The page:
Re: Emergency memory pool for Glib

On Thu, 2006-07-13 at 11:01 -0500, Federico Mena Quintero wrote:
> Hi,
> One important thing, especially for embedded devices, is to ensure that
> GTK+ apps won't abort() when g_malloc() fails.
> I've started a wiki page to discuss having an emergency memory pool:
> [Robert O'Callahan says that Nokia has a patch to do something like
> this... can we simply use it?]

Hmm, I have to say that this plan just doesn't make much sense to me at
all. I'll respond here rather on the wiki, since I find wiki's a bit
useless for pro-con discussion.

 - Memory pressure is global to the system, not for a specific app.
   Keeping a useful sized emergency memory pool per-app is incredibly

   (Yes, the only-one app does represent some subset of the embedded
   device case, but certainly not all of it.)

 - Freeing caches is an important way of dealing with low-memory
   situations, and possibly more useful than a pre-reserved memory.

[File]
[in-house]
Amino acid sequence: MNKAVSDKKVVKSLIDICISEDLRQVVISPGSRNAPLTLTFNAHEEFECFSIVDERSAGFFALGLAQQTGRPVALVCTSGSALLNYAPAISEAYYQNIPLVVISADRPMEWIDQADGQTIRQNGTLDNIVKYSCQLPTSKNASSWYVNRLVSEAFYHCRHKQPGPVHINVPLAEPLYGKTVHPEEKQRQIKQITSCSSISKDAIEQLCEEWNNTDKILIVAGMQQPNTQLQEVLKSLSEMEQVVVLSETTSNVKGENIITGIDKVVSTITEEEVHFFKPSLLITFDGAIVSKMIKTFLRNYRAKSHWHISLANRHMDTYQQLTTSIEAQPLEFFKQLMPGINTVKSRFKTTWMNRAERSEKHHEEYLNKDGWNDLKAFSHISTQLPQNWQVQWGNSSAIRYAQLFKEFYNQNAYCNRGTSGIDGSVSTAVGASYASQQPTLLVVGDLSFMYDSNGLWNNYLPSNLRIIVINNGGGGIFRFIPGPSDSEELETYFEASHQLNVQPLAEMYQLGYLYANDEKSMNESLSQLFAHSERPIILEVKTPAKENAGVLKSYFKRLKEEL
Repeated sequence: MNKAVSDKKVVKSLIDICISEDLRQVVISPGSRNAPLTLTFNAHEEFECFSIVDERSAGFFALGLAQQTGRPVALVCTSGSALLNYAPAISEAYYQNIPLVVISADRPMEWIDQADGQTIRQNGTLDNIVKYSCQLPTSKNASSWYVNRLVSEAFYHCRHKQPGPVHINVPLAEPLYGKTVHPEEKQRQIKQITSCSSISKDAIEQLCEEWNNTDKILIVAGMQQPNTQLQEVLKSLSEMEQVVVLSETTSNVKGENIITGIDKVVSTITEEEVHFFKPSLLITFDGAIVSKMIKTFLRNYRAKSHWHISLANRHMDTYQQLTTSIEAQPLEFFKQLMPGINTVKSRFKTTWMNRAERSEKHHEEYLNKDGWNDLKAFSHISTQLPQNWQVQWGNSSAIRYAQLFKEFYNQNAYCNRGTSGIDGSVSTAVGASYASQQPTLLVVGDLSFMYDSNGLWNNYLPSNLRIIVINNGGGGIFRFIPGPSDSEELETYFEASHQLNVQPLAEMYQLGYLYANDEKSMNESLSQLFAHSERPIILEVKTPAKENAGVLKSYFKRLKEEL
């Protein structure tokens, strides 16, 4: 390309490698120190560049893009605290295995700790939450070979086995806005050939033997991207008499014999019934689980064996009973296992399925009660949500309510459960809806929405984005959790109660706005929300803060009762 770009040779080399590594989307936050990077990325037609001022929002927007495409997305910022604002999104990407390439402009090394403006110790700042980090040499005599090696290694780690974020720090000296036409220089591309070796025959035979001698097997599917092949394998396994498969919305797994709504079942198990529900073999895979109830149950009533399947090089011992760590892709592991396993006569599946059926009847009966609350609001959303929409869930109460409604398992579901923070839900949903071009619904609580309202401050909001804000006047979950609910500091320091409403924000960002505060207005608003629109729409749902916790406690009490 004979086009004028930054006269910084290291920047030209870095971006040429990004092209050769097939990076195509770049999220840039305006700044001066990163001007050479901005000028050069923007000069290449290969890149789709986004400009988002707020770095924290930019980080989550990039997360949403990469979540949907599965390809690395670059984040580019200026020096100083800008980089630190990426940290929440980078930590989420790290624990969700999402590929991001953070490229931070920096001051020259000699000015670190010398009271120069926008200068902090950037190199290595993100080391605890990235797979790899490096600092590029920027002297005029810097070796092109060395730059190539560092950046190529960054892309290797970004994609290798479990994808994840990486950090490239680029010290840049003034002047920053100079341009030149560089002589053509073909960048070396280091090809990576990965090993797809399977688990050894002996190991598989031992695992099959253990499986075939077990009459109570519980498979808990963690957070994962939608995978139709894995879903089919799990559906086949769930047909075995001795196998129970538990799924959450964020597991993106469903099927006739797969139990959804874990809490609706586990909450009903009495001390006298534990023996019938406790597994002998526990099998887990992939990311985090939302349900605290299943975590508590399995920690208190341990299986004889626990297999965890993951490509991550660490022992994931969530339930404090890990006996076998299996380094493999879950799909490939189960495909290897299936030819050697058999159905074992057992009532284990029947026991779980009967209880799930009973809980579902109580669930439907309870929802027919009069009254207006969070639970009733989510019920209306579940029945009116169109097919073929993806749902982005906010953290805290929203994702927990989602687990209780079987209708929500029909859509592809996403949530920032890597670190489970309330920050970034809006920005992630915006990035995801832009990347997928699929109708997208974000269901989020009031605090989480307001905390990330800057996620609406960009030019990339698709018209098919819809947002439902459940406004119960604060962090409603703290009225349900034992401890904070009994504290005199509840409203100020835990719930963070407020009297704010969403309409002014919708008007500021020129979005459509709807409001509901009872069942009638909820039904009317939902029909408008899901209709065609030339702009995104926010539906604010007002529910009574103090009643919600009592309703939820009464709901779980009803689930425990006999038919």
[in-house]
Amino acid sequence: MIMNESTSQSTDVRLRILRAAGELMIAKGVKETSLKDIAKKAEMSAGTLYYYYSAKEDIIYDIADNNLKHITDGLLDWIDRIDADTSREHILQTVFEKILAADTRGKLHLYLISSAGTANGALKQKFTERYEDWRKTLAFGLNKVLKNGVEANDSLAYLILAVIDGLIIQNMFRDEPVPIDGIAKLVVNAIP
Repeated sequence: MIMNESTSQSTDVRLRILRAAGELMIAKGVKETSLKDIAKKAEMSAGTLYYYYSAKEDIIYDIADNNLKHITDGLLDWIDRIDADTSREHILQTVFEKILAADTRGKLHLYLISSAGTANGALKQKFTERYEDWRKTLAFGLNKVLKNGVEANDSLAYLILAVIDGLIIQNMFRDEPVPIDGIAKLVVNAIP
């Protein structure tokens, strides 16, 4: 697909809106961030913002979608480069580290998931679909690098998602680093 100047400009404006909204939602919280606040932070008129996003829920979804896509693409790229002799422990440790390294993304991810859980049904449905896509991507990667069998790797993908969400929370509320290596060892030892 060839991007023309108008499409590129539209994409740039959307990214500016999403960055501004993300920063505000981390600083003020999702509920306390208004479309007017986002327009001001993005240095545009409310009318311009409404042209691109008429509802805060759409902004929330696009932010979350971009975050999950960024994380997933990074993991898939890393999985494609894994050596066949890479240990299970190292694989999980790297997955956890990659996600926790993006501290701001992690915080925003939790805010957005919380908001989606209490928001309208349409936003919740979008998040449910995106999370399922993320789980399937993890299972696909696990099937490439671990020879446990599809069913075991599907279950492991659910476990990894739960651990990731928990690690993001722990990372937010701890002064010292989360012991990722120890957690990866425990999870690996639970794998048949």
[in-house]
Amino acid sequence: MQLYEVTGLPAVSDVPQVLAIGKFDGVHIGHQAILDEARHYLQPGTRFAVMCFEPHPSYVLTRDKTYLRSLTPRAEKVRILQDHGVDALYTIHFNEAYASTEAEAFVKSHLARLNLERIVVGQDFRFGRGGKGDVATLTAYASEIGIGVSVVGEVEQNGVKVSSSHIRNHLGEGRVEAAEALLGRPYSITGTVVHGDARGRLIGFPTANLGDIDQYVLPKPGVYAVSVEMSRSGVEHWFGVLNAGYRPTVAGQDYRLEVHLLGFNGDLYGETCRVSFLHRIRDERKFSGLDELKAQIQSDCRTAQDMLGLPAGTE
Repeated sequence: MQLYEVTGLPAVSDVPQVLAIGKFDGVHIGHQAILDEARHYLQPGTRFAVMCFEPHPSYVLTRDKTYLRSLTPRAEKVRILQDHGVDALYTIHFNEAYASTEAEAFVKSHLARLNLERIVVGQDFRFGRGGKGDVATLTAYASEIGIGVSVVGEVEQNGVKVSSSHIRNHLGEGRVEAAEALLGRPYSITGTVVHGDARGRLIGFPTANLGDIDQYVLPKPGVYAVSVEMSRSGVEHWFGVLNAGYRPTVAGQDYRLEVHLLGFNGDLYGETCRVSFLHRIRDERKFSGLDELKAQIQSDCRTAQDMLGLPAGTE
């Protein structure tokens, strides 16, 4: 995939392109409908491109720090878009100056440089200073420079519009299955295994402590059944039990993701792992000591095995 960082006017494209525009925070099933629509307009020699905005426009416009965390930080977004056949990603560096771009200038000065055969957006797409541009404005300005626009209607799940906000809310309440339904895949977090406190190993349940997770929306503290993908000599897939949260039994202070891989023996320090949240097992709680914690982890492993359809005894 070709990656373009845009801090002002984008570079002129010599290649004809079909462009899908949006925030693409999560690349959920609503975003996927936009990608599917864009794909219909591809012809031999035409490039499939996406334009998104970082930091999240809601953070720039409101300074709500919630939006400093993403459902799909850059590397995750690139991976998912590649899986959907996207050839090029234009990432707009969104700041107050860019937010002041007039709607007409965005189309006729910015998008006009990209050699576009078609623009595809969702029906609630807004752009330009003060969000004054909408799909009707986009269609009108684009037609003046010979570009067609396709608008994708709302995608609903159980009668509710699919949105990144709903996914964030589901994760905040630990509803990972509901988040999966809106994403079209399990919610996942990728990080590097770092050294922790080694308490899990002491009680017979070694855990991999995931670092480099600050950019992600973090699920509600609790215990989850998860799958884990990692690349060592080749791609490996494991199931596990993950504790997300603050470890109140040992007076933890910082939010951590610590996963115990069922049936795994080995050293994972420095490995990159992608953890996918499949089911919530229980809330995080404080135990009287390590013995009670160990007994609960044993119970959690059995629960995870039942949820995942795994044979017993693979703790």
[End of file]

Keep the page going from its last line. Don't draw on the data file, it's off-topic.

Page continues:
Now, you can't usually immediately free caches in the *same*
   application, because of re-entrancy issues, but you can do so in
   other apps, again indicating that this can't be implemented
   right just inside GLib.

 - The example code of:
    foo = gtk_foo_new ();

    if (g_needed_emergency_memory_pool ()) {
        gtk_foo_free (foo);
        dialog_box ("out of memory");

   Seems to poorly map onto typical cases of running out of memory
   (loading a very big document or web page), because it depends
   on the amount of excess memory being smaller than your emergency
   memory pool.

   An emergency memory pool is more useful for making sure that the
   system keeps operating as you are displaying a dialog to the user
To make things robust and sensible for the user, you really need 
sophisticated schemes that involve:

 - Detecting which application are likely causing problems
 - Pausing applications while displaying feedback to the user
 - Killing applications that repeatedly cause problems, if they
   aren't vital to the user.

Etc. It's a hard problem, but I really don't think some toy emergency 
memory pool in GLib is going to help things much. If someone wants
something like that, they can implement it themselves with existing
facilities in 5 minutes.


[Date Prev][Date Next]   [Thread Prev][Thread Next]   [Thread Index] [Date Index] [Author Index]